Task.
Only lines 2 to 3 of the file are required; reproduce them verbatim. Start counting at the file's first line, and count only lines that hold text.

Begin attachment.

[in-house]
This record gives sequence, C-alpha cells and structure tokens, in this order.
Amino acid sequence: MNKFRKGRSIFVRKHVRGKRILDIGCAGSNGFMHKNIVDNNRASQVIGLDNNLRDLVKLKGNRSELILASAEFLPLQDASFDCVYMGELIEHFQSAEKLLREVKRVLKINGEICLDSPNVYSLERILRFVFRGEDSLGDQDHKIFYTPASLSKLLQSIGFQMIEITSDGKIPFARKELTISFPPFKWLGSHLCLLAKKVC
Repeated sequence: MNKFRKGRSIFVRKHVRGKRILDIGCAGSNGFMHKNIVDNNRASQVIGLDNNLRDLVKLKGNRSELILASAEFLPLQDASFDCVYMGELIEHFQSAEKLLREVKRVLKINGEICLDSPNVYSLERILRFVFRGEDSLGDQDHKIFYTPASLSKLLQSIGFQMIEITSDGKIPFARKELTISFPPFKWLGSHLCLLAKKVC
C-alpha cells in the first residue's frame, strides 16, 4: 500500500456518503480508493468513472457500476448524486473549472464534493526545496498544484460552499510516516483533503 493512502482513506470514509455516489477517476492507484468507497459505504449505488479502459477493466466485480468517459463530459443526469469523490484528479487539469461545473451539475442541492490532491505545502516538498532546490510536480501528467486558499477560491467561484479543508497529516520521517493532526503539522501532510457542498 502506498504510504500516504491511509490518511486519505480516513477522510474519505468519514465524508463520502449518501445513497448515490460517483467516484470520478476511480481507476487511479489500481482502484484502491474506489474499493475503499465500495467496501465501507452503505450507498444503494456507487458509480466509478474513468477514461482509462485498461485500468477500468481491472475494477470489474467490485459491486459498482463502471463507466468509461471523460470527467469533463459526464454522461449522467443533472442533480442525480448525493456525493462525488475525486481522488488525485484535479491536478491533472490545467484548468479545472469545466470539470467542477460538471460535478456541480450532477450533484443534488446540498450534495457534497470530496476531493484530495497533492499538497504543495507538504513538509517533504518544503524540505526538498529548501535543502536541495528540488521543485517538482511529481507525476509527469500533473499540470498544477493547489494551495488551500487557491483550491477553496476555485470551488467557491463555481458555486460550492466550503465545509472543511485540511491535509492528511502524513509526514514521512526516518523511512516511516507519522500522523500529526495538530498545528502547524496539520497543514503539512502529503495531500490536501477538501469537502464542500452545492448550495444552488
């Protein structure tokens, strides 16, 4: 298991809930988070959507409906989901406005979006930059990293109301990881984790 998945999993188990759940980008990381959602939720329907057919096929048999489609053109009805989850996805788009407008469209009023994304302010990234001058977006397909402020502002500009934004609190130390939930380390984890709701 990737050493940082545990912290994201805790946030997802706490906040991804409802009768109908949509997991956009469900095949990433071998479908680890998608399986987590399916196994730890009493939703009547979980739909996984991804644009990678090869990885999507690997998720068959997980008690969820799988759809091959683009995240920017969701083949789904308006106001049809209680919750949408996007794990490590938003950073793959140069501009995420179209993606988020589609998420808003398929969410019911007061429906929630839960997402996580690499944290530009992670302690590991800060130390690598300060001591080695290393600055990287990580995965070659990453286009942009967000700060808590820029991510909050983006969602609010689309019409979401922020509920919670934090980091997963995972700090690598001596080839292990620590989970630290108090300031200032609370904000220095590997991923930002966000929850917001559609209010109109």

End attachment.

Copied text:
This record gives sequence, C-alpha cells and structure tokens, in this order.
Amino acid sequence: MNKFRKGRSIFVRKHVRGKRILDIGCAGSNGFMHKNIVDNNRASQVIGLDNNLRDLVKLKGNRSELILASAEFLPLQDASFDCVYMGELIEHFQSAEKLLREVKRVLKINGEICLDSPNVYSLERILRFVFRGEDSLGDQDHKIFYTPASLSKLLQSIGFQMIEITSDGKIPFARKELTISFPPFKWLGSHLCLLAKKVC